Musings: What’s Love Got to Do With It

(Sorry about the title, I couldn’t resist.)

Every so often, there pops up on Twitter this one (really annoying) discourse, summed up as “where are all the good f/f books”. Firstly, good is incredibly subjective, but we’re not going to go into that here. What I’m going to talk about actually is emotion socialisation and gender.

“Right,” you say, “but what’s that got to do with this?”

What it has to do is this: a lot of what’s called “good” here revolves around the emotions it evokes. That is, the same tropes show up in m/f, m/m and f/f, and yet f/f is the only one where people ask “where’s the good stuff”. My argument here is that at least some part of this can be attributed to how a book evokes emotions. Particularly, how the emotions it is acceptable in society for men or women to feel translate into relationships.

As ever, I’m not gonna act like I have the answers. This is, instead, some theorising for you to think about.

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Musings: Why Do People Read What They Read

Also known as, can I use psychology in an attempt to explain why people don’t read f/f books?

If you follow me on twitter, you will know I have very very little patience for “where is all the f/f” tweets that crop up about once a month. Because it’s there if you look, it’s not like there’s this gaping great hole of no f/f. So the question isn’t so much where are the books as why don’t people read the books. And sure, for some people, the answer is simply laziness. And for others, it’s bigotry (however much they dress it up with but I read m/m books).

But I got bored, so this idea was born. I’m not going to pretend like this post has the answers (it’s psychology, there’s no such thing). I’m not going to pretend like I know if it’s even right. But hey, maybe it’ll make you think a bit.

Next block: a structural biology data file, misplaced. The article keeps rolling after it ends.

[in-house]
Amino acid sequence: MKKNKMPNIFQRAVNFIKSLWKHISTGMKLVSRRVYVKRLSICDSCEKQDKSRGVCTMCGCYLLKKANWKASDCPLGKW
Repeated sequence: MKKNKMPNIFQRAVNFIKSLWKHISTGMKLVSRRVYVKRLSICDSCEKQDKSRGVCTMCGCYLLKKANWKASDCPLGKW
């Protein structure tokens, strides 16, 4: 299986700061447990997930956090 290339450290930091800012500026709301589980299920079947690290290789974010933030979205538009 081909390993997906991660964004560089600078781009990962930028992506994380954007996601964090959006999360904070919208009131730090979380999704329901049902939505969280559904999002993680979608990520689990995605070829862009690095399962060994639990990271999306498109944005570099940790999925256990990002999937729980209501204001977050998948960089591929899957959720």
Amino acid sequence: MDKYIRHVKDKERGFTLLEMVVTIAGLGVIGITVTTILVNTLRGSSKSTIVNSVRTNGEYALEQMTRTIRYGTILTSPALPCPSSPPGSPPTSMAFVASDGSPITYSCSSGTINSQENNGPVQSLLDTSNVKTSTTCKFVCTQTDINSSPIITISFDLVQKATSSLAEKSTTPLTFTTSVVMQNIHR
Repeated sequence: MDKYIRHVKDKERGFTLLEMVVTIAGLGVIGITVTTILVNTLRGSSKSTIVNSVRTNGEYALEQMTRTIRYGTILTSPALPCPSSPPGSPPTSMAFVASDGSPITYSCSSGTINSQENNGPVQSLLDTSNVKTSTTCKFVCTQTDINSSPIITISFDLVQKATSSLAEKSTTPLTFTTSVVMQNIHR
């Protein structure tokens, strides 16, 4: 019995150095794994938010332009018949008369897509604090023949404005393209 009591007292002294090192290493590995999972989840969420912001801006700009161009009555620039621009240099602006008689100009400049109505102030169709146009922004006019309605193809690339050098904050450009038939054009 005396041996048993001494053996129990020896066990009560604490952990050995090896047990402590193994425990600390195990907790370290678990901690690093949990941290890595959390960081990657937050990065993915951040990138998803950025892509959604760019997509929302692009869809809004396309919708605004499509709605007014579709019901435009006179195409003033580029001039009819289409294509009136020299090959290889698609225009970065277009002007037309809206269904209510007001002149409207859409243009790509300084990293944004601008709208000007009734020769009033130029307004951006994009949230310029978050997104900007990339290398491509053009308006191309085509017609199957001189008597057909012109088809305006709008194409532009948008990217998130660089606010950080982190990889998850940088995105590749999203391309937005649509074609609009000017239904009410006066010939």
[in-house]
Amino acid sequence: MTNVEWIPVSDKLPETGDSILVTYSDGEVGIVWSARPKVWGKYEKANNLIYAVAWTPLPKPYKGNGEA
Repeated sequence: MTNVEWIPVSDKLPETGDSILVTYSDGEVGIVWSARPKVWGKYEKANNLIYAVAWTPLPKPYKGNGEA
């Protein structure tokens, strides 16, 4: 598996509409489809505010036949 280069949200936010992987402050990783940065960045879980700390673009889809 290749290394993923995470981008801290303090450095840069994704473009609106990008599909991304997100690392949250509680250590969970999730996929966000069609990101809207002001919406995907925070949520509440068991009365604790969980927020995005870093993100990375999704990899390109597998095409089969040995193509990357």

P.S. I’m using f/f as the example here because that’s the one I know best. But, hopefully, everything that I write in this blog post might also be used to answer the question why don’t people read [insert other descriptor here] books.

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Musings: The Role of Language in Worldbuilding

One of my half-year blogging resolutions was to have more on this blog besides reviews, TBRs and wrap-up posts, so that means coming up with things to talk about. We’re starting off with an easy one: the role of language in worldbuilding, or for crying out loud, will you please spare a thought for linguistics.

If you follow me on twitter, you will know I love books which centre language, and books which consider language in their worldbuilding (of which, there are few and far between). And if you’ve read any of my reviews this year, you’ll also know that I’ve talked about language considerations (or lack of) in at least three.

But what I’m going to try do in this post is convince you just why language is as important a part of worldbuilding as any other aspect. (Because this is the real reason half of my undergraduate degree was in linguistics, let’s be real.)

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